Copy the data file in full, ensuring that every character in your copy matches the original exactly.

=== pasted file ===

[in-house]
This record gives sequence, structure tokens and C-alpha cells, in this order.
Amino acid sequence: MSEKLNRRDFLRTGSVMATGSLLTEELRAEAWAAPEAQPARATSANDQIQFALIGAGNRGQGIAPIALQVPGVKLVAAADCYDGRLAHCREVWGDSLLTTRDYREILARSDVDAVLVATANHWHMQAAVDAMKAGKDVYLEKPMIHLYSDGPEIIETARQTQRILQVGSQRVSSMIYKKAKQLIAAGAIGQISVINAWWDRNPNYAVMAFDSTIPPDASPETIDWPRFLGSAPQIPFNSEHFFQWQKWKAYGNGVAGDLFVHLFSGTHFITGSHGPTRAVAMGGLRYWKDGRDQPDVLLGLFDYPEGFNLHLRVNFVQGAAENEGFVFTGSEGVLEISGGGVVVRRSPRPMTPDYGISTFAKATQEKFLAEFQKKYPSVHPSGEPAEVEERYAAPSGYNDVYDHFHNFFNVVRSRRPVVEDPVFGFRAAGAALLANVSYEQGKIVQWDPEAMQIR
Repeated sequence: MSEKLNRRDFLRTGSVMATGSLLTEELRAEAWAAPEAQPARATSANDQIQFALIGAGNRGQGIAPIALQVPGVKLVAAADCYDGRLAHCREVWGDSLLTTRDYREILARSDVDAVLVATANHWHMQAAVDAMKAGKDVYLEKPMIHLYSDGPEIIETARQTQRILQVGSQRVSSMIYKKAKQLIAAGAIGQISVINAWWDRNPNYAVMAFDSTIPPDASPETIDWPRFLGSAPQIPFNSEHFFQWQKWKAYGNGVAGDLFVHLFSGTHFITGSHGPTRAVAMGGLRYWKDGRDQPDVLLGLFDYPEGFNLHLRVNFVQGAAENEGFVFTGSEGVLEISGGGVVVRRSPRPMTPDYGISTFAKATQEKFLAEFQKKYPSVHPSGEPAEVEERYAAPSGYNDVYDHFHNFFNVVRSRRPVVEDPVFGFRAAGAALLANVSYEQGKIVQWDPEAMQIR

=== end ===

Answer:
[in-house]
This record gives sequence, structure tokens and C-alpha cells, in this order.
Amino acid sequence: MSEKLNRRDFLRTGSVMATGSLLTEELRAEAWAAPEAQPARATSANDQIQFALIGAGNRGQGIAPIALQVPGVKLVAAADCYDGRLAHCREVWGDSLLTTRDYREILARSDVDAVLVATANHWHMQAAVDAMKAGKDVYLEKPMIHLYSDGPEIIETARQTQRILQVGSQRVSSMIYKKAKQLIAAGAIGQISVINAWWDRNPNYAVMAFDSTIPPDASPETIDWPRFLGSAPQIPFNSEHFFQWQKWKAYGNGVAGDLFVHLFSGTHFITGSHGPTRAVAMGGLRYWKDGRDQPDVLLGLFDYPEGFNLHLRVNFVQGAAENEGFVFTGSEGVLEISGGGVVVRRSPRPMTPDYGISTFAKATQEKFLAEFQKKYPSVHPSGEPAEVEERYAAPSGYNDVYDHFHNFFNVVRSRRPVVEDPVFGFRAAGAALLANVSYEQGKIVQWDPEAMQIR
Repeated sequence: MSEKLNRRDFLRTGSVMATGSLLTEELRAEAWAAPEAQPARATSANDQIQFALIGAGNRGQGIAPIALQVPGVKLVAAADCYDGRLAHCREVWGDSLLTTRDYREILARSDVDAVLVATANHWHMQAAVDAMKAGKDVYLEKPMIHLYSDGPEIIETARQTQRILQVGSQRVSSMIYKKAKQLIAAGAIGQISVINAWWDRNPNYAVMAFDSTIPPDASPETIDWPRFLGSAPQIPFNSEHFFQWQKWKAYGNGVAGDLFVHLFSGTHFITGSHGPTRAVAMGGLRYWKDGRDQPDVLLGLFDYPEGFNLHLRVNFVQGAAENEGFVFTGSEGVLEISGGGVVVRRSPRPMTPDYGISTFAKATQEKFLAEFQKKYPSVHPSGEPAEVEERYAAPSGYNDVYDHFHNFFNVVRSRRPVVEDPVFGFRAAGAALLANVSYEQGKIVQWDPEAMQIR